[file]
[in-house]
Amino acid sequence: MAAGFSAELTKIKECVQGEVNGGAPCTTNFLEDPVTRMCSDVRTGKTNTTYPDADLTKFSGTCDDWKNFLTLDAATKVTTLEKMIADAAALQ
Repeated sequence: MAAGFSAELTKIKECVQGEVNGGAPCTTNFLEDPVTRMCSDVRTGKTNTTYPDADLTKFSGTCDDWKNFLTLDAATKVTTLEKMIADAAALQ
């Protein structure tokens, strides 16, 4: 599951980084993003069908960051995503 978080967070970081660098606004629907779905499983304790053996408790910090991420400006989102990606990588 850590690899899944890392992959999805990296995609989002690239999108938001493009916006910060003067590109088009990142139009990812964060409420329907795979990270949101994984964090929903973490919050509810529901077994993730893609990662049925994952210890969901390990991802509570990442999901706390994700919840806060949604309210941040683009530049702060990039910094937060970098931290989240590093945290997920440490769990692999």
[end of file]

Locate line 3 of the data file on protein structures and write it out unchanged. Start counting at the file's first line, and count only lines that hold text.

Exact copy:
Repeated sequence: MAAGFSAELTKIKECVQGEVNGGAPCTTNFLEDPVTRMCSDVRTGKTNTTYPDADLTKFSGTCDDWKNFLTLDAATKVTTLEKMIADAAALQ